We often hear prospective patients and their loved ones ask the question “Do I / they have to be there during Christmas”? For the individuals and families suffering from alcohol or drug addiction the idea of not being together for the holidays can seem too tough to bear. The holidays have a way of bringing families together, but in active addiction can tear them even further apart. The pain of seeing the struggle in the lives of those we love, or the feelings of guilt and shame of our own addiction during the holiday season can be amplified at this time of year. For those individuals and families affected by drug or alcohol addiction, the holidays can create more resentment and suffering than joy. Despite all of the dysfunction that comes along with active addiction during the holidays, for many taking action and creating a plan to attend treatment can appear somehow more difficult.
Although any time of the year someone can seek help for their own or their loved one’s addiction, the holidays can create a particularly beneficial platform for change. A few of these reasons are:
- It is often the one time of the year a family gets together. ‘Hitting rock bottom’ doesn’t have to be the reason someone comes to residential treatment. The family can reach their own bottom. Loved ones can utilize this time to get together to set boundaries, state what they are willing to do to support someone’s recovery, and what they are no longer willing to do to enable them in their addiction. The family can take advantage of their time together, to provide the loving and supportive “push” it may take to help someone transition into residential addiction treatment. This process can be facilitated by our professional interventionist network located in Victoria, BC.
- Getting help for addictions can bring families closer together and create new, healthier holiday traditions for years to come. When a family is suffering from addiction, unhealthy behaviours and traditions can become the norm. Past resentments surface, fueling arguments and creating new resentments. People walk on egg shells. Holiday functions are missed, excuses are made, and promises are broken. Having someone attend treatment during this previously tumultuous time can make way for authentic conversation, reset family feelings and values, create hope for the future and make sharing feelings easier in a manner conducive to healing and lead to lasting positive transformation.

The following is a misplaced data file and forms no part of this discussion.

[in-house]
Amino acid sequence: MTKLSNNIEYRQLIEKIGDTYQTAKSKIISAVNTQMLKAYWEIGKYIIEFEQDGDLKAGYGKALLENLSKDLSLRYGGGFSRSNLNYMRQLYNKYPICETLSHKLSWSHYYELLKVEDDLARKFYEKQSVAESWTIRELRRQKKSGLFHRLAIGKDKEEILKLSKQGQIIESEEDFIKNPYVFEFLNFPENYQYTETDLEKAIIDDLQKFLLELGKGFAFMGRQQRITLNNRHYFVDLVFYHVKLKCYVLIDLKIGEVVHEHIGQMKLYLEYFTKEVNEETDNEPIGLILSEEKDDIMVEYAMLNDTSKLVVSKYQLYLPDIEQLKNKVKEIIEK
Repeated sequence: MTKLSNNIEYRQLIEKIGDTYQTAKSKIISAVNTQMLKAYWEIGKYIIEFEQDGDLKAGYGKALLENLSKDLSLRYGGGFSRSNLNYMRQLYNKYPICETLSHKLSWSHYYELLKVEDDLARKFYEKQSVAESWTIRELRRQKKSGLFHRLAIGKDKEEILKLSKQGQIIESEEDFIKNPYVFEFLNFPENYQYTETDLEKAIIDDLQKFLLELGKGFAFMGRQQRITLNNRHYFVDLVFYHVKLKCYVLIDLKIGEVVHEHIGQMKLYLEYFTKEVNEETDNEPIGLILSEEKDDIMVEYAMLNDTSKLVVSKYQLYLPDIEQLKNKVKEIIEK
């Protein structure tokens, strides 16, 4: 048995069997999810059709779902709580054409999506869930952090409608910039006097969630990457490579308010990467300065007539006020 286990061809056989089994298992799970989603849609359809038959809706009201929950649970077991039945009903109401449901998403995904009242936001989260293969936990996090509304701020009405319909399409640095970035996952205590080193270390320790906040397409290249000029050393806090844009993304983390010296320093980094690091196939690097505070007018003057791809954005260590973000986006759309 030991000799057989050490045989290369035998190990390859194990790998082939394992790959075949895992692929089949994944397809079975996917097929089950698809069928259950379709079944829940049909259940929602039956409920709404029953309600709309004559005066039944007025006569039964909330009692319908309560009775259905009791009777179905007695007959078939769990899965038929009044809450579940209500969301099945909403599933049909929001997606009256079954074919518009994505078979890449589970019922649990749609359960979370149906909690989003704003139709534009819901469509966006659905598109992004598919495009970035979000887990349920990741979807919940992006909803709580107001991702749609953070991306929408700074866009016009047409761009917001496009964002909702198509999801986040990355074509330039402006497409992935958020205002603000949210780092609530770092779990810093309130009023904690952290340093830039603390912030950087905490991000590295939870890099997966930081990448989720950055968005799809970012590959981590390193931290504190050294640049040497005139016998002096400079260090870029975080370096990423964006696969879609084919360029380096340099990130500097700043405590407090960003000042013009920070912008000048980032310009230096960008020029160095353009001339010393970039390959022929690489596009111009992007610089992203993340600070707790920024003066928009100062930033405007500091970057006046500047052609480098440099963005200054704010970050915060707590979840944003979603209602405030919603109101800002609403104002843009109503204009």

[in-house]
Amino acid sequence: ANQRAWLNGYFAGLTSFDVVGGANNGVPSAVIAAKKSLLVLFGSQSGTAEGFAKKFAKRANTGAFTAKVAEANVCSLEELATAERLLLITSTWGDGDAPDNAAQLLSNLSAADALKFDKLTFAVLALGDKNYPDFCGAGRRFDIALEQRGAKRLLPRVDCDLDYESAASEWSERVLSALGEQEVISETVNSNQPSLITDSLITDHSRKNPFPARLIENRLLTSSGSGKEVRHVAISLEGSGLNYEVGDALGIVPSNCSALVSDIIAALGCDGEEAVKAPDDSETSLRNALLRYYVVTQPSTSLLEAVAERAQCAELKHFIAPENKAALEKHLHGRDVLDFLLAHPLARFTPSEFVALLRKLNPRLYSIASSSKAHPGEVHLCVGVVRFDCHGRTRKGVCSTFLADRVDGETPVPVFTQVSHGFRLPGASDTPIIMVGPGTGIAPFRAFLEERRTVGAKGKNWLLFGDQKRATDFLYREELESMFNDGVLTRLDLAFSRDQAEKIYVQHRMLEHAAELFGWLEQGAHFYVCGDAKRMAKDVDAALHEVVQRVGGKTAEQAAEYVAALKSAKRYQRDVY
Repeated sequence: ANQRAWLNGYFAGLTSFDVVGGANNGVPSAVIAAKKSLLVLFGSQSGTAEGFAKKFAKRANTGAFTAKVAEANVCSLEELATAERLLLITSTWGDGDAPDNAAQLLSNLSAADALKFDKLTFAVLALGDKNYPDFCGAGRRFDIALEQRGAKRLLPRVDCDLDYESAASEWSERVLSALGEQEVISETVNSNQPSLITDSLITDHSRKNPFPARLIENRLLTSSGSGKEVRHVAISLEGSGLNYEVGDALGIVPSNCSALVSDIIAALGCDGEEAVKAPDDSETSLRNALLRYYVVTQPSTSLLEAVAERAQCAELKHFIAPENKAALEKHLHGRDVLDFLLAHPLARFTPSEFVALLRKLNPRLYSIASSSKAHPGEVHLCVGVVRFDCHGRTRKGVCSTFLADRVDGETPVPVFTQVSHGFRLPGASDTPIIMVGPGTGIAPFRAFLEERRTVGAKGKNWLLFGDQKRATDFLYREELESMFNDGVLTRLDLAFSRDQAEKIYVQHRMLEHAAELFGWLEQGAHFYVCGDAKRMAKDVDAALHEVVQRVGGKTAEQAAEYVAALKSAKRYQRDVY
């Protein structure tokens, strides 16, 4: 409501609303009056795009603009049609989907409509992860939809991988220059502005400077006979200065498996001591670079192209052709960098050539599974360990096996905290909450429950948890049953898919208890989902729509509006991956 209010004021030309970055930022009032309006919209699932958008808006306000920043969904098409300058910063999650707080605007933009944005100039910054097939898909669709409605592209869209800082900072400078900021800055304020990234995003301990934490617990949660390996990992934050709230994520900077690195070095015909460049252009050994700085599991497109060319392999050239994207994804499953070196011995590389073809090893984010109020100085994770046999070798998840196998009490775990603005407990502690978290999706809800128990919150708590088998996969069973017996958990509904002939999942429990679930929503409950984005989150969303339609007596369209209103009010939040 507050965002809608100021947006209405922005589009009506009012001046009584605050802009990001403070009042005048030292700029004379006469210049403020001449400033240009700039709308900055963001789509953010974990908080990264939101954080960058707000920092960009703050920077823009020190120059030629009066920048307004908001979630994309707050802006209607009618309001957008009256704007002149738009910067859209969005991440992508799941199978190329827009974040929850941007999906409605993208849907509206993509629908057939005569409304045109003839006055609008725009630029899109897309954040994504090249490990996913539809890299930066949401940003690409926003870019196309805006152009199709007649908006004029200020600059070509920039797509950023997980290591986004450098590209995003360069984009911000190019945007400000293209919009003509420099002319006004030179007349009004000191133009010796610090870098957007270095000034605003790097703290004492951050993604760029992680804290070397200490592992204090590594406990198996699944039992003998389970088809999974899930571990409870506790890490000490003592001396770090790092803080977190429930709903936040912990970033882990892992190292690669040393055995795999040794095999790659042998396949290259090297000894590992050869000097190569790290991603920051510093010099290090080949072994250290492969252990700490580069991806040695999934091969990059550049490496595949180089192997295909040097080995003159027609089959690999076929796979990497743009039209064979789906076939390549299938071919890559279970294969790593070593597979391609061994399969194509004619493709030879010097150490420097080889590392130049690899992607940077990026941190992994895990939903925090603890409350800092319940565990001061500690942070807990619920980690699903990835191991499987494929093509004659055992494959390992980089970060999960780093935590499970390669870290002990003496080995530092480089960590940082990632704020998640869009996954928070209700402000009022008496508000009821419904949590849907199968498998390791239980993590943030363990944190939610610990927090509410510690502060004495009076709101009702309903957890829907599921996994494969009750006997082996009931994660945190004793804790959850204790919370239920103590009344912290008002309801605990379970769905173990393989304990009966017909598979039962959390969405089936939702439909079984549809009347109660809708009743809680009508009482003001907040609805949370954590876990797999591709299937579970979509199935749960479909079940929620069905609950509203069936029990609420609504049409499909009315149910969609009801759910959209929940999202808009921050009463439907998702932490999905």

- Triggers and negative consequences can be avoided. The holidays can be the most difficult time of year to avoid substances. Those suffering from addiction can try to “be on their best behaviour” but this expectation can often if not always lead to disappointment and despair, and only contributes to the problem. Addiction is a disease which means it is out of a person’s control. Something that may seem as simple as seeing a glass of champagne can be a major trigger for someone suffering from addiction. The holidays can be the excuse used for things to get out of control. It becomes more socially acceptable to watch loved ones suffer from the disease of addiction at this time. The reality is that someone may not have the chance to get treatment if you wait until the holidays are over. Accidents caused by drunk driving peak during the winter holidays. Attending treatment during this particularly sensitive time could provide relief for everyone affected by addiction and potentially avoid drastic and sometimes fatal consequences.
- It is the time of year for new beginnings. New Year resolutions are set, and more often than not, broken when struggling with substance abuse, alcoholism or any addiction. The promise to self and others of “I will never drink/use/do that again” is familiar, only to find themselves back in the same negative cycle. Attending treatment in the new year can be an opportunity to create lasting change and hope for the years to come.
Attending residential addiction treatment could be the biggest gift you give yourself and your loved ones this holiday season. If you or someone you know if suffering from alcoholism or addiction please contact Cedars Admissions at 1-866-716-2006 today.